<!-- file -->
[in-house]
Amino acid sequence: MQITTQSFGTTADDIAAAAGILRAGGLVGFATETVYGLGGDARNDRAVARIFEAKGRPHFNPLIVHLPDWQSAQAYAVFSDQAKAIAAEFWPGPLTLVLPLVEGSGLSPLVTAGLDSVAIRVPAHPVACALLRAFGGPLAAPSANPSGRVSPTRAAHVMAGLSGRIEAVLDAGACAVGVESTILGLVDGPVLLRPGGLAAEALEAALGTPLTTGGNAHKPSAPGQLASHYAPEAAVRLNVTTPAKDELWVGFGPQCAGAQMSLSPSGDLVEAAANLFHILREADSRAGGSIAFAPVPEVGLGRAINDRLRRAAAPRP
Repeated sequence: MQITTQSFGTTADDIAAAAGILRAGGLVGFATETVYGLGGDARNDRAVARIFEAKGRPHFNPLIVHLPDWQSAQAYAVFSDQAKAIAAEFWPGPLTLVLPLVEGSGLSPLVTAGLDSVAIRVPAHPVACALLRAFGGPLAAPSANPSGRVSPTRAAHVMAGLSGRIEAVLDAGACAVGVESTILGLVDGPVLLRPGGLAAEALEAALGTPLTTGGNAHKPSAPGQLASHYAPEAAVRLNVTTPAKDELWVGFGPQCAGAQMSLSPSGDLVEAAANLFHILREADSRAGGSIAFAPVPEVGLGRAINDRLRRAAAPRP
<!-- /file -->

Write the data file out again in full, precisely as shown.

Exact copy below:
[in-house]
Amino acid sequence: MQITTQSFGTTADDIAAAAGILRAGGLVGFATETVYGLGGDARNDRAVARIFEAKGRPHFNPLIVHLPDWQSAQAYAVFSDQAKAIAAEFWPGPLTLVLPLVEGSGLSPLVTAGLDSVAIRVPAHPVACALLRAFGGPLAAPSANPSGRVSPTRAAHVMAGLSGRIEAVLDAGACAVGVESTILGLVDGPVLLRPGGLAAEALEAALGTPLTTGGNAHKPSAPGQLASHYAPEAAVRLNVTTPAKDELWVGFGPQCAGAQMSLSPSGDLVEAAANLFHILREADSRAGGSIAFAPVPEVGLGRAINDRLRRAAAPRP
Repeated sequence: MQITTQSFGTTADDIAAAAGILRAGGLVGFATETVYGLGGDARNDRAVARIFEAKGRPHFNPLIVHLPDWQSAQAYAVFSDQAKAIAAEFWPGPLTLVLPLVEGSGLSPLVTAGLDSVAIRVPAHPVACALLRAFGGPLAAPSANPSGRVSPTRAAHVMAGLSGRIEAVLDAGACAVGVESTILGLVDGPVLLRPGGLAAEALEAALGTPLTTGGNAHKPSAPGQLASHYAPEAAVRLNVTTPAKDELWVGFGPQCAGAQMSLSPSGDLVEAAANLFHILREADSRAGGSIAFAPVPEVGLGRAINDRLRRAAAPRP